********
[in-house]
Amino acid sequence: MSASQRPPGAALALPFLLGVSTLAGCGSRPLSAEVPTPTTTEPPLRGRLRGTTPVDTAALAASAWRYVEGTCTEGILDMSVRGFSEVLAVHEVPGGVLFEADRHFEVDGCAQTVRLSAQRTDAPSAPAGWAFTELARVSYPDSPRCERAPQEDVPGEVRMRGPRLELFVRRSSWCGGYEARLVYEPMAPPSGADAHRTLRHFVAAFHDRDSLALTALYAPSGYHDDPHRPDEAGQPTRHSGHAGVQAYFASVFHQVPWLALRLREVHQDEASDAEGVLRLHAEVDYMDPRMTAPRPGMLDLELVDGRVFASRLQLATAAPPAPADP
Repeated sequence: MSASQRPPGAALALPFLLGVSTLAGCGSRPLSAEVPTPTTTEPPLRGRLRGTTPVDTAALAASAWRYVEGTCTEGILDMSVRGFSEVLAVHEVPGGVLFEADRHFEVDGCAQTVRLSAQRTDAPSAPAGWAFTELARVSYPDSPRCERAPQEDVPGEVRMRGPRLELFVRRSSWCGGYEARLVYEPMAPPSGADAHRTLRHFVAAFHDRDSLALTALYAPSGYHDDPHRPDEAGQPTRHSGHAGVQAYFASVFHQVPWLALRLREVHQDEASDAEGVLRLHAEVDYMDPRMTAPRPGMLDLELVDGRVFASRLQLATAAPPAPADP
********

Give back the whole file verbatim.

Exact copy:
[in-house]
Amino acid sequence: MSASQRPPGAALALPFLLGVSTLAGCGSRPLSAEVPTPTTTEPPLRGRLRGTTPVDTAALAASAWRYVEGTCTEGILDMSVRGFSEVLAVHEVPGGVLFEADRHFEVDGCAQTVRLSAQRTDAPSAPAGWAFTELARVSYPDSPRCERAPQEDVPGEVRMRGPRLELFVRRSSWCGGYEARLVYEPMAPPSGADAHRTLRHFVAAFHDRDSLALTALYAPSGYHDDPHRPDEAGQPTRHSGHAGVQAYFASVFHQVPWLALRLREVHQDEASDAEGVLRLHAEVDYMDPRMTAPRPGMLDLELVDGRVFASRLQLATAAPPAPADP
Repeated sequence: MSASQRPPGAALALPFLLGVSTLAGCGSRPLSAEVPTPTTTEPPLRGRLRGTTPVDTAALAASAWRYVEGTCTEGILDMSVRGFSEVLAVHEVPGGVLFEADRHFEVDGCAQTVRLSAQRTDAPSAPAGWAFTELARVSYPDSPRCERAPQEDVPGEVRMRGPRLELFVRRSSWCGGYEARLVYEPMAPPSGADAHRTLRHFVAAFHDRDSLALTALYAPSGYHDDPHRPDEAGQPTRHSGHAGVQAYFASVFHQVPWLALRLREVHQDEASDAEGVLRLHAEVDYMDPRMTAPRPGMLDLELVDGRVFASRLQLATAAPPAPADP